sun 23/09/2018

Anne Teresa De Keersmaeker & Jérôme Bel, 3Abschied, Sadler’s Wells | reviews, news & interviews

Anne Teresa De Keersmaeker & Jérôme Bel, 3Abschied, Sadler’s Wells

Anne Teresa De Keersmaeker & Jérôme Bel, 3Abschied, Sadler’s Wells

A fascinating failure: death and dance transfigured

Anne Teresa De Keersmaeker and IctusAll photos: courtesy Sadler's Wells

When the subject of funding for the arts arises, the phrase “allowed to fail” is frequently heard: artists must be enabled to try new things, press against the outer edges of what they know. Enter Anne Teresa De Keersmaeker and Jérôme Bel, two of contemporary dance’s thinkers. They have tried, and failed, to choreograph the final section of Mahler’s Das Lied von der Erde, and in that attempt, they have produced an extraordinary evening: the anatomy of a failure.

As much discussion as dance, it begins with De Keersmaeker playing the famous 1950s Kathleen Ferrier/Bruno Walter recording. Halfway through it is stopped, and De Keersmaeker talks about Ferrier singing this farewell to life, this transcendent evocation of the eternities of nature and the acceptance that all that lives must die, even as she herself had already been diagnosed with terminal cancer. She talks about how much that moved her, both song and story, and how somehow this became entwined in her mind with a piece she wanted to do on how not merely man, but now the earth, too, is dying.

So, now, half an hour into the evening, we get to the nub. Can Abschied be choreographed? Ictus, the ensemble which works with De Keersmaeker’s Rosas company, with the English contralto Sara Fulgoni, perform. De Keersmaeker darts in and out among them, her characteristic swinging arms and hitched step, normally so formally structured, here appearing lost and shapeless. De Keersmaeker has worked extensively with early music and contemporary music, but apart from one foray with Schoenberg’s Verklärte Nacht, the emotional resonances of the Romantic movement have not been the sound world she inhabits.

The end of the piece indicates its level of failure: the audience is uncertain – to applaud? Not? What has just happened? Then Jérôme Bel appears on stage. He too acknowledges failure: Anne Teresa, he says, was trying to give the music choreographic form (my emphasis, but his word). They knew it didn’t work, so they tried following the example of Haydn’s Symphony No 45, the Abschied. There (although Bel does not explain the motivation behind it), Haydn indicated to his patron, Prince Esterházy, that his musicians had been kept at the Prince’s summer palace too long, by having each musician walk off stage as his part ended, until finally only Haydn and his concertmaster were left.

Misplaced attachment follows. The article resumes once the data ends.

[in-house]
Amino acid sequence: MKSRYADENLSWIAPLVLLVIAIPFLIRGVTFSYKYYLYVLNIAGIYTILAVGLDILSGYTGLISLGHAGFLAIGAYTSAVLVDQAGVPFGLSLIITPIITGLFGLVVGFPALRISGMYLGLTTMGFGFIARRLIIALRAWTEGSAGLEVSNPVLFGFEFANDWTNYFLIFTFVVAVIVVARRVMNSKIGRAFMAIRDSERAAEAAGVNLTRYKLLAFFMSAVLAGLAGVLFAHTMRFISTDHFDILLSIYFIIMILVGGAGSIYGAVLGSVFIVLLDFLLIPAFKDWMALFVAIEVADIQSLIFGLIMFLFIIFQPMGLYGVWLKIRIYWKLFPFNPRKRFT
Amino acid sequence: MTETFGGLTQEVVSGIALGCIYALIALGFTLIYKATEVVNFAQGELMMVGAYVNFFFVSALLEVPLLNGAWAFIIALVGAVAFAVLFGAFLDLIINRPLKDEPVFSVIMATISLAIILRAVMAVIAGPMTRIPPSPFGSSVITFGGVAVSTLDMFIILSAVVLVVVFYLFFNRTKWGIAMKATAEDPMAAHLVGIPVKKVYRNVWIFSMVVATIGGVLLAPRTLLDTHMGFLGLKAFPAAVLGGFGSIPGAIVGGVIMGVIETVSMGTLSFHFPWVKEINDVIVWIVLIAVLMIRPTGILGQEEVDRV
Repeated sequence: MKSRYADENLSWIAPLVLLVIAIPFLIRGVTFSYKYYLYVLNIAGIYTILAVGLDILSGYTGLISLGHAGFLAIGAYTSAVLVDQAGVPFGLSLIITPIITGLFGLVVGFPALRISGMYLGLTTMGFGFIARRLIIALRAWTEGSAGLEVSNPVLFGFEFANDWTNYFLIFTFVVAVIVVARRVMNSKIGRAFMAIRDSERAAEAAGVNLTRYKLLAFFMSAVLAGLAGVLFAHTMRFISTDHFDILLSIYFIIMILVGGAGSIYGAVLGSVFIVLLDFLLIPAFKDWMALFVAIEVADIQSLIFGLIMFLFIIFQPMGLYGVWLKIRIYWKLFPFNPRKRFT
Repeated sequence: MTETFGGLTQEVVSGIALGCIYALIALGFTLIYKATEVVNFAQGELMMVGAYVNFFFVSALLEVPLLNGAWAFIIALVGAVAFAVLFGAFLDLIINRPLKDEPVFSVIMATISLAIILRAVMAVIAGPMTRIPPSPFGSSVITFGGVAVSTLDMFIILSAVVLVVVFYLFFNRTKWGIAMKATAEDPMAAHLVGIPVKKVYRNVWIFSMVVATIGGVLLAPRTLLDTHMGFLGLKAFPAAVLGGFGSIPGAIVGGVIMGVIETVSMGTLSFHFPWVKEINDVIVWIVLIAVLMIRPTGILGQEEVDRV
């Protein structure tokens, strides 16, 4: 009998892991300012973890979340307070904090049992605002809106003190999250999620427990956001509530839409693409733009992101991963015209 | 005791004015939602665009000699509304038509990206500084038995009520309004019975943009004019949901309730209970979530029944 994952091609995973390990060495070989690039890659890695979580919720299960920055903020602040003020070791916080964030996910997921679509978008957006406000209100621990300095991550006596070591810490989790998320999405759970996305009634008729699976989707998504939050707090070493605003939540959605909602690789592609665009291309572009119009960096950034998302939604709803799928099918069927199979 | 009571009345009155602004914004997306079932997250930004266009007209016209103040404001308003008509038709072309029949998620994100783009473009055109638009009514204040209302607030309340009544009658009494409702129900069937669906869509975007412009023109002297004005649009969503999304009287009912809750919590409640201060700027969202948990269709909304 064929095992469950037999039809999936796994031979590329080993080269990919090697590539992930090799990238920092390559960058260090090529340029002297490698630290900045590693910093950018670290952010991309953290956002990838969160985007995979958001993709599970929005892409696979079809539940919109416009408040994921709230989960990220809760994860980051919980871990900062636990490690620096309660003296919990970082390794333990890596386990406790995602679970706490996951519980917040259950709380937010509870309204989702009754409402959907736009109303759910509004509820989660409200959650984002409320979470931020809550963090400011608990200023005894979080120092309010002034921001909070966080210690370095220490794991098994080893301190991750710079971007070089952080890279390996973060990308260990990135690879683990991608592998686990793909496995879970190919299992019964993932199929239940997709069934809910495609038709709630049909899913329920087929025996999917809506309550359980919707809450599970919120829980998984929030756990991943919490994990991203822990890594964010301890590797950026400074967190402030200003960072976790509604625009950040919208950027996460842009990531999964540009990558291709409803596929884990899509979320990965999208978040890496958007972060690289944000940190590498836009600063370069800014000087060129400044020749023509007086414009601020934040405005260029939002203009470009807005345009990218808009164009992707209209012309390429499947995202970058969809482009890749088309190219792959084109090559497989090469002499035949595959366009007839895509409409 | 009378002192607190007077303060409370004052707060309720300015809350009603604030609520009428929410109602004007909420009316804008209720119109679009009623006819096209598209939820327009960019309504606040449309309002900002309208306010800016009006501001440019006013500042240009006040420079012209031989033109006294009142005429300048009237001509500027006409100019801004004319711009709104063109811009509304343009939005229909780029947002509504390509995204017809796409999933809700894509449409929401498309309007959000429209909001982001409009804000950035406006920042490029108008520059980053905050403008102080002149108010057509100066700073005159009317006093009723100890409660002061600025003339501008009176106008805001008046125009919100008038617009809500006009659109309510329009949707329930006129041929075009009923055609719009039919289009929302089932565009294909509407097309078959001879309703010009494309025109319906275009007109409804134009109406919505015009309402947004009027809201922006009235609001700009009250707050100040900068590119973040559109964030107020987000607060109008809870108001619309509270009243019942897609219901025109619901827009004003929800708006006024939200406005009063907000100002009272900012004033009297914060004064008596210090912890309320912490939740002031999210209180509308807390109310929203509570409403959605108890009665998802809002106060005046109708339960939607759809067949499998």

Ictus then repeats the final section, the last four lines, written by Mahler: the beauty of the earth will go on for “Ever…ever” (Ewig, ewig), as each of the 14 people on stage leave one by one. Despite it being sketched out programmatically for us beforehand, it actually works quite well. But not well enough. Version 2a has each of the musicians “dying” melodramatically in situ. A disaster.

Finally, version 3: De Keersmaeker and the pianist alone. De Keersmaeker sings – not well, and mostly at half-voice, just sketched out. She again attempts choreography, and again fails, filling the stage with short runs, pushing, reaching, never finding a shape for her emotions. But out of her failure here comes something fascinating. This most cerebral, most rigorous, most thoughtful of choreographers turns into us, into Everyman. Faced with the immensity of death, and with music that expresses transcendent joy and sorrow simultaneously, her inability to express what the music does to her echoes ours. We, too, cannot express what art means – that lack of ability is why we go to theatre, dance, opera, concerts, look at pictures – we need artists to express these things for us.

And yet, not every artist can achieve his or her ends every time. They must try, and if they fail, so be it. As Beckett said: “Ever tried. Ever failed. No matter. Try again. Fail better.” De Keersmaeker fails better.

Faced with music that expresses transcendent joy and sorrow simultaneously, her inability to express what the music does to her echoes ours


Editor Rating: 
Average: 3 (1 vote)

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